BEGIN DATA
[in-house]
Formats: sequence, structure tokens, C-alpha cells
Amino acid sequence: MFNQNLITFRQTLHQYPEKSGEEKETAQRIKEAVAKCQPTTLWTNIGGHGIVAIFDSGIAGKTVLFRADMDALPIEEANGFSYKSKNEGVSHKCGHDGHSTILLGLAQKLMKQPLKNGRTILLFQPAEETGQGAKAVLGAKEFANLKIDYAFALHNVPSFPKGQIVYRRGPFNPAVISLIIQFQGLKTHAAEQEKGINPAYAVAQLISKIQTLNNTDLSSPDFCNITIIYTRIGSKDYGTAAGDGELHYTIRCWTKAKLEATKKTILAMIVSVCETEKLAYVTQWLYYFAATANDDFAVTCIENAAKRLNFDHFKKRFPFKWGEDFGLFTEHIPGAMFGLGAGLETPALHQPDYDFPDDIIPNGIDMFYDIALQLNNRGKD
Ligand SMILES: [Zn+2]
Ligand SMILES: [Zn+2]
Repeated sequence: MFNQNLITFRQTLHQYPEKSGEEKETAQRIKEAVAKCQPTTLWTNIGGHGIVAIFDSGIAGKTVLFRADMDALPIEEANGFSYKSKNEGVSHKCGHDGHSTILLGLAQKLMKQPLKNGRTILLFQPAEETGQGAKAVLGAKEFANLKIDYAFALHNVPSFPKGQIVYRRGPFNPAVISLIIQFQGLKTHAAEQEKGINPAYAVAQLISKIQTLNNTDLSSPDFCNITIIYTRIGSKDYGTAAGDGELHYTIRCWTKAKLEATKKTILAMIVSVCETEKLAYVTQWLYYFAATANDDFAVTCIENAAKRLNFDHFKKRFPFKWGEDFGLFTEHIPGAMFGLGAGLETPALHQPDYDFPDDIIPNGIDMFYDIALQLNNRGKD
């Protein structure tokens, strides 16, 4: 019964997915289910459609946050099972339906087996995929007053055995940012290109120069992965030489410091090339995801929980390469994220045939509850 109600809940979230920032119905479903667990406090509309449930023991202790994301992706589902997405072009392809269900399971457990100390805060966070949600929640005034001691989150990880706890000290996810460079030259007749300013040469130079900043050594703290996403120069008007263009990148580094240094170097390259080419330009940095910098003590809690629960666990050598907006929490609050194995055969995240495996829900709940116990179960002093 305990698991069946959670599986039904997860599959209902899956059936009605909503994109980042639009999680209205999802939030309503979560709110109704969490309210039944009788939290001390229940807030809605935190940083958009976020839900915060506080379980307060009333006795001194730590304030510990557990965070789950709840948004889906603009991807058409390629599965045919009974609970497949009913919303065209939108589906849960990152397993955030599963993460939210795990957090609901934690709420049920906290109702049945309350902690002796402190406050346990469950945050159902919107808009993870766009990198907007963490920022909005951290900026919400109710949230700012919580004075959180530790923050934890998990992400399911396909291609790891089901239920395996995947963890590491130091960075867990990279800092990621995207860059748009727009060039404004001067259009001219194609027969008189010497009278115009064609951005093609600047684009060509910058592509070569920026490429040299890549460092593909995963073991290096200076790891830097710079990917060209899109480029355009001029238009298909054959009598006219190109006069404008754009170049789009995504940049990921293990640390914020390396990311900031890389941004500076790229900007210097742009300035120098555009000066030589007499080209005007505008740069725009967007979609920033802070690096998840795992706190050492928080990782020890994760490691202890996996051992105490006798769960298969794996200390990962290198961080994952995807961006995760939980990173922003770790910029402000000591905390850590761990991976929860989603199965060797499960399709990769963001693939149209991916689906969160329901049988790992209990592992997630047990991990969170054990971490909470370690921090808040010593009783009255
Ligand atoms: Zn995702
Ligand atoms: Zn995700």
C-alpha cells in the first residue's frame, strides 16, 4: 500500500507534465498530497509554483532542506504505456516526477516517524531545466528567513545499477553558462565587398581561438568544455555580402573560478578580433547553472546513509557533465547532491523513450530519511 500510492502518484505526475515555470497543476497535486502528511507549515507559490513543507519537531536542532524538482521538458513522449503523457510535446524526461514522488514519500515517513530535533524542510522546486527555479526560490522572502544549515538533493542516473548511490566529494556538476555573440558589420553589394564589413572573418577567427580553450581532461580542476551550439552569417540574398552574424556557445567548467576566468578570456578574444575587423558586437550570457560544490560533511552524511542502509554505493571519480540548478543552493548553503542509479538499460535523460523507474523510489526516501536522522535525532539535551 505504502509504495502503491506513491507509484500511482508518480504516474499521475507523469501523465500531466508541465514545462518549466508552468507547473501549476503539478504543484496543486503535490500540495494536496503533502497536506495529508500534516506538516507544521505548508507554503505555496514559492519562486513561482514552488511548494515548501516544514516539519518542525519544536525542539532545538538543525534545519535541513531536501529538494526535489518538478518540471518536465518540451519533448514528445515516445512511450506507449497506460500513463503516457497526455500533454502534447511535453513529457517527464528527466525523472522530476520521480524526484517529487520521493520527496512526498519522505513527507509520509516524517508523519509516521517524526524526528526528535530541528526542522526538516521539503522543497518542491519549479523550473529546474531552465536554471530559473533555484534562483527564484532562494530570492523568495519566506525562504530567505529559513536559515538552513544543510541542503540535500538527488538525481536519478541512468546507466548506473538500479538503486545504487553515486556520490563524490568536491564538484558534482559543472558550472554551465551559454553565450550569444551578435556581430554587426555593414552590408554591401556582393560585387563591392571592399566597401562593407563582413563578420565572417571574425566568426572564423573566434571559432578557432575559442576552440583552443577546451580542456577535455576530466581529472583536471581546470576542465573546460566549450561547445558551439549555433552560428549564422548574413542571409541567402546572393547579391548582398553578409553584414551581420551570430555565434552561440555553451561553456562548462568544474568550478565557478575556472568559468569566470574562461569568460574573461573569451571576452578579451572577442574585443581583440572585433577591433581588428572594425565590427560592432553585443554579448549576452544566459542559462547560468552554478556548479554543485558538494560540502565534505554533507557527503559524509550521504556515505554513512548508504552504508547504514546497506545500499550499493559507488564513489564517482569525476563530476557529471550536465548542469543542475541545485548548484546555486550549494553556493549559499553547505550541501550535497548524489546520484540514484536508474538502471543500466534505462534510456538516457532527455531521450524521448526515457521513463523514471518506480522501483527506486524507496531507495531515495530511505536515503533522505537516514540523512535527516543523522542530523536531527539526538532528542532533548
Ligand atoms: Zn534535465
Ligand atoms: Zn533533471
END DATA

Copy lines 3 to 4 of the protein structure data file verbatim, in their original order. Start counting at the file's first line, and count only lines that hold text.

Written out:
Amino acid sequence: MFNQNLITFRQTLHQYPEKSGEEKETAQRIKEAVAKCQPTTLWTNIGGHGIVAIFDSGIAGKTVLFRADMDALPIEEANGFSYKSKNEGVSHKCGHDGHSTILLGLAQKLMKQPLKNGRTILLFQPAEETGQGAKAVLGAKEFANLKIDYAFALHNVPSFPKGQIVYRRGPFNPAVISLIIQFQGLKTHAAEQEKGINPAYAVAQLISKIQTLNNTDLSSPDFCNITIIYTRIGSKDYGTAAGDGELHYTIRCWTKAKLEATKKTILAMIVSVCETEKLAYVTQWLYYFAATANDDFAVTCIENAAKRLNFDHFKKRFPFKWGEDFGLFTEHIPGAMFGLGAGLETPALHQPDYDFPDDIIPNGIDMFYDIALQLNNRGKD
Ligand SMILES: [Zn+2]